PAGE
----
You recently asked the Secretary of State for Northern Ireland a Parliamentary Question asking what plans the Government has to improve (a) the Portaferry Road between Newtownards and Portaferry over the next two years and (b) traffic management in Newtownards to alleviate traffic congestion at peak times (222123). I have been asked to reply as the issue raised falls within my responsibility as Chief Executive of Roads Service.
I am pleased to be able to advise you that we are planning an improvement scheme during the 2005/6 financial year, costing approximately £30,000 along the A20 Portaferry to Newtownards road at the Rowreagh Road/Gransha Road junction, subject to agreement on land acquisition. We are also starting work shortly on the reconstruction of Main Street, Kircubbin, from the junction with Blackhall Street to the junction with Roden Street, at an estimated cost of £300,000. Unfortunately, a scheme to resurface approximately one kilometre of the stretch of Rowreagh Road south of Loughdoo Road to Abbacy Road at a cost of approximately £120,000 has been postponed due to an impending major works scheme by Water Service.
With regard to traffic management schemes planned for Newtownards, you will be aware a number of road improvement schemes have been identified in the Draft Ards/Down Area Plan. I understand the Public Inquiry for the Plan is due to commence in early May. The schemes identified in the Area Plan include the:
In addition, the construction of the Bowtown Road link extension to the Donaghadee Road via the Movilla Road, to the east of Newtownards, has been identified to be undertaken with the proposed development to the east of the town. All of these schemes will contribute significantly to the improvement of traffic movements in the town of Newtownards, although no definite timescale can be given for the delivery of most of these schemes at this time.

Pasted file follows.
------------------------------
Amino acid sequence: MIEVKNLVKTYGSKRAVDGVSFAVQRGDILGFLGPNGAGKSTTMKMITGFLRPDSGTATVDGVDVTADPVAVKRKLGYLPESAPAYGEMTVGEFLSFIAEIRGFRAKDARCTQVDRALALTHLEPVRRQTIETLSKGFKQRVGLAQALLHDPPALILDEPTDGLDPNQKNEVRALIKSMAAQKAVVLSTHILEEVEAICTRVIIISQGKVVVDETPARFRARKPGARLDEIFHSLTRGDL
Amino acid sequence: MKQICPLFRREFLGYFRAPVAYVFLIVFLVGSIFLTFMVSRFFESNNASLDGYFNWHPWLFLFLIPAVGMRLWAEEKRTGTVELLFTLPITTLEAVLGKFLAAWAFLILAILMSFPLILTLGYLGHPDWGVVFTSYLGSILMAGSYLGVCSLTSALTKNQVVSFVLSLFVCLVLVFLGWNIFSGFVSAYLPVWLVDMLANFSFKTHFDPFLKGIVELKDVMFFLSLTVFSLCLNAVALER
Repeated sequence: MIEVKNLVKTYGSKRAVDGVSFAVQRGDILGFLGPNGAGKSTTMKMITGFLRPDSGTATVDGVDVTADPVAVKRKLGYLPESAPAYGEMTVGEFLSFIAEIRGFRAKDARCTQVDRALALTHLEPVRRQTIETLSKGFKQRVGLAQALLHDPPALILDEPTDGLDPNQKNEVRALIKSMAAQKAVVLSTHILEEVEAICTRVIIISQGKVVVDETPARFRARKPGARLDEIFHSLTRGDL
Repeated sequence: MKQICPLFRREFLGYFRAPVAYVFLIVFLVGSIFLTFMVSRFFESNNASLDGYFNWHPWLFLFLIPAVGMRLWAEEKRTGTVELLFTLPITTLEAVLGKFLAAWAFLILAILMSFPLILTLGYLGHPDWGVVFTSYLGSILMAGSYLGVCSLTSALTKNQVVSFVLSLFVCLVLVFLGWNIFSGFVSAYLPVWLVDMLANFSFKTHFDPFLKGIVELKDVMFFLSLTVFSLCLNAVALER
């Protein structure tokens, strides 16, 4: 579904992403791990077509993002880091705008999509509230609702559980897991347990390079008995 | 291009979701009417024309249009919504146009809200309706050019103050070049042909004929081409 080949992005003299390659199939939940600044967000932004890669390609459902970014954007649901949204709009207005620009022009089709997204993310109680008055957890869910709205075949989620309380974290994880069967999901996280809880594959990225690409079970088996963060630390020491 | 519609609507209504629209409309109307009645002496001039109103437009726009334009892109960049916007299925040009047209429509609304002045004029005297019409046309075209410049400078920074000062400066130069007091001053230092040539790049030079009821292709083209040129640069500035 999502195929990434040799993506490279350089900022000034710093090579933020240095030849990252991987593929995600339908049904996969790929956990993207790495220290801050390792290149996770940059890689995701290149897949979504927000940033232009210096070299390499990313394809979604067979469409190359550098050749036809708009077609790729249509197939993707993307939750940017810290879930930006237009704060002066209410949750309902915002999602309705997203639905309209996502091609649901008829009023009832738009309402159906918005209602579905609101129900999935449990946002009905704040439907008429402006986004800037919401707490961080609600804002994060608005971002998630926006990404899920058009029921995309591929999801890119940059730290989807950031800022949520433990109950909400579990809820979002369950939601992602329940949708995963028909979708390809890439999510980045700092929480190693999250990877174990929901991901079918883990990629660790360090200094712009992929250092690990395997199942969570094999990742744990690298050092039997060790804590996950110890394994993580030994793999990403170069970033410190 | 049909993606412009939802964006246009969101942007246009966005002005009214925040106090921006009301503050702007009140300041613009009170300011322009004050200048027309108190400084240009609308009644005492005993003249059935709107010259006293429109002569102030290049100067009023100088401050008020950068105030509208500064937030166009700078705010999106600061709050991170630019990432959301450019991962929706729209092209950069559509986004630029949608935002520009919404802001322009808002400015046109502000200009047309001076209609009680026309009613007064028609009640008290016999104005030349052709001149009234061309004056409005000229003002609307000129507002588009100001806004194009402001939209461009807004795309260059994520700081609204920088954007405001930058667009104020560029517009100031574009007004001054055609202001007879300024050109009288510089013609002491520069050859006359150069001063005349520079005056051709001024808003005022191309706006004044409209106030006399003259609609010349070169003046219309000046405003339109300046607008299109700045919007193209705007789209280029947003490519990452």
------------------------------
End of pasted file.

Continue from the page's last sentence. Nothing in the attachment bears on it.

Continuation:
It is likely that the proposed Southern Relief Road, which will greatly benefit traffic movement in the area, may well be provided over the next two years. Planning permission has already been granted for a section of this road and work is currently ongoing to progress the Direction Order on the remainder of the scheme.
The Zion Place roundabouts on the Bangor Road have also been identified within the Draft Ards/Down Area Plan as requiring improvements and modelling work is ongoing for this junction. As the provision of the Southern Relief Road will alter the traffic movements at the New Road/Portaferry Road junction, this site is also being examined. Unfortunately, it is not possible at this time to be precise on when these junctions may be improved as any proposed schemes will be dependant on the findings of the Area Plan Public Inquiry.